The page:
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Photo Restoration Repairing damaged photos

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Old 05-10-2006, 02:07 PM
Gary Richardson's Avatar
Gary Richardson Gary Richardson is offline
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Hi Woodbine, yes my quick attempt probably is a little under sharp. Ran it through Neat Image to reduce some of the noise caused by working the image, with the unfortunate side effect of the slight blurring.

I agree about it being too dark, this too was done in an attempt to minimise noise.

If I'd had time I'd have burnt and dodged some of the faces a little to up contrast, and created an edge mask so I could sharpen things a little without introducing too much noise.
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Old 05-10-2006, 02:58 PM
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philbach philbach is offline
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Great Granddad

Since the photo was quite irregular in contrast I used a series of layer masks. Using levels adjustment layer, I copied the layer using overlay blending mode and I sharpened the photo some.
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Old 05-10-2006, 03:01 PM
sinister dexter's Avatar
sinister dexter sinister dexter is offline
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Location: Greater London
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Hiya Wooders,
I tend to take it bit by bit on different layers and try and get each part to look how I want it. Then I slap it all back together and try and tidy up any nasty looking bits. Probably not the right way to go about it but the only way I know how
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Old 05-10-2006, 11:25 PM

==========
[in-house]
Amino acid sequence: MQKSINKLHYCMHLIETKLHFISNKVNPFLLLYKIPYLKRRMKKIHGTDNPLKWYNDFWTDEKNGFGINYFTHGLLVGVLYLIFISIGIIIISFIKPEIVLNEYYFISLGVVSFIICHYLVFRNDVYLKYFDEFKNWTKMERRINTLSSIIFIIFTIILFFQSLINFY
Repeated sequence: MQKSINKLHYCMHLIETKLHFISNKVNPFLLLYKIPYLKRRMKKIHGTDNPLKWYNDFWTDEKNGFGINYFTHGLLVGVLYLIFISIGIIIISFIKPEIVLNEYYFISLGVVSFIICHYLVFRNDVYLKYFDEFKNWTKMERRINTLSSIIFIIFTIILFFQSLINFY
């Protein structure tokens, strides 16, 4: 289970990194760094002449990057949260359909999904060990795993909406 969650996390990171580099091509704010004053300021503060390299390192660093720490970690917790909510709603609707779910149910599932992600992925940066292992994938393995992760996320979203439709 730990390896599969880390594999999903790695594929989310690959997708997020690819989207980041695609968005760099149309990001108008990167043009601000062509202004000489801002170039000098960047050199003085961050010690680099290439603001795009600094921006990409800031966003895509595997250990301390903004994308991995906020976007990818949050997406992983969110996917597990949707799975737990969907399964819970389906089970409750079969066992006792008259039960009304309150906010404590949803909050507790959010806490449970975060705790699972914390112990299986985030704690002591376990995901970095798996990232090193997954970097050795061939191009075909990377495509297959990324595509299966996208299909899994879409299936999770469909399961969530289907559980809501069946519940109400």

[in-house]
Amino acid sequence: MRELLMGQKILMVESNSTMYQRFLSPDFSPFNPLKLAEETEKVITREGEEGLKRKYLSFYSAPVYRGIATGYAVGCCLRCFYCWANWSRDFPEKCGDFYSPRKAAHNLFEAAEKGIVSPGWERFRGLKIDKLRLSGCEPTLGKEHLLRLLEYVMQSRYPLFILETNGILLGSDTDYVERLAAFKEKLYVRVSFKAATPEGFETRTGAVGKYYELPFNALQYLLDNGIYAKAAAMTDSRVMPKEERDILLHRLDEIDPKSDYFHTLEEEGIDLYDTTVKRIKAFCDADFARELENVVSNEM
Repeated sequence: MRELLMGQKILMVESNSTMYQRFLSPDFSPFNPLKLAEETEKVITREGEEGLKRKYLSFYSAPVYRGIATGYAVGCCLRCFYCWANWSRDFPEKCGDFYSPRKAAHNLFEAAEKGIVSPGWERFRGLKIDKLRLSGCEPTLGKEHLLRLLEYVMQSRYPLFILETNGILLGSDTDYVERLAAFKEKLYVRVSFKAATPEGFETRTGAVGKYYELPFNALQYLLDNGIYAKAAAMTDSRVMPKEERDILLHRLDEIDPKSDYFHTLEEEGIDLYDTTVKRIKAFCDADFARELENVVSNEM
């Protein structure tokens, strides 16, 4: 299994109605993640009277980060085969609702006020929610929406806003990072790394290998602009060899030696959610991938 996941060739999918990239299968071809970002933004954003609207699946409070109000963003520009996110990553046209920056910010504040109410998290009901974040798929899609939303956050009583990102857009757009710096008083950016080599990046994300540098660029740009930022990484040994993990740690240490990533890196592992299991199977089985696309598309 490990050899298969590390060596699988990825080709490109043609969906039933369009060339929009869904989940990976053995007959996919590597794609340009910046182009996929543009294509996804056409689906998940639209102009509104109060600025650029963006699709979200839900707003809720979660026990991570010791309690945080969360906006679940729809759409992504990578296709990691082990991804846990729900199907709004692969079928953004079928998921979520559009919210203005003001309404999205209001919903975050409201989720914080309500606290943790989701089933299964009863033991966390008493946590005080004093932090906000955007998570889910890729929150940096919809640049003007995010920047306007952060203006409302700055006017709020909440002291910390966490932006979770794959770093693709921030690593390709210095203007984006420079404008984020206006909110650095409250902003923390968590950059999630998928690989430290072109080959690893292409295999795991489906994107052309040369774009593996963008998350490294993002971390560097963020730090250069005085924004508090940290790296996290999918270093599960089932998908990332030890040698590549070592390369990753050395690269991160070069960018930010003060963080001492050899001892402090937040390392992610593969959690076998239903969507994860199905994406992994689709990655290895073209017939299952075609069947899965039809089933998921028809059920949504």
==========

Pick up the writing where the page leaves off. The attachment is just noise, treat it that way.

aceman aceman is offline
Join Date: Apr 2006
Location: new Zealand
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had a quick 5 min go at this. I pretty must just always work on the one layer, which isnt so good if you make a mistake but its just the way I have always done it.
Anyways I tried to clone / heal some of the very dark patches out and then just curved and levelled like crazy. Obviously could use a bit more adjustment eg defining the back shoulders more, and theres still quite a few marks, but you get the basic idea as far as the overall levels go.
Most important thing I believe is not to take the easy way out and just pull the curves ( or levels ) down so far that you get a large amount of lost detail. Its just a matter of getting your eye in and seeing which bits you can curve down or up and then select another area, and then maybe go back again and adjust, adjust adjust etc etc etc.
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Old 05-11-2006, 12:36 AM
Syd Syd is offline
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John I liked what you had done so far so I took yours into Lab mode and sharpened the lightness channel a bit (amount 50; radius 1 ; threshold 0) then added a curves adjustment layer to darken the light areas. I painted back the areas I didn't want to darken by painting with black in the Curves adjustment mask...I usually paint with a 14% opacity brush and bring it back slowly. Finally I used a photo filter to add a hint of sepia.

Sincerely Syd
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Old 05-11-2006, 02:10 PM
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Britsdad Britsdad is offline
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Liked all the suggestions

Syd... thanks for the compliment, took me ages, I must have done and redone this photo a hundred times (labour of I have been having another go with the image after the result I got from Corel by making duplicate layers and lightening one and darkening another then using history brush to bring back detail (very difficult) then I've used healing brush and clone tool the get rid of a lot of the worst artifacts still left, thn toned the colour down a bit and put on more contrast, which left the guy on the left's head and others hands and collars too bright but brough out detail everywhere else so I painted over the offending highlights with a soft brush at 8% opacity. The results are below, I think I'll not get it much better.
Your comments please.....not too harsh though.
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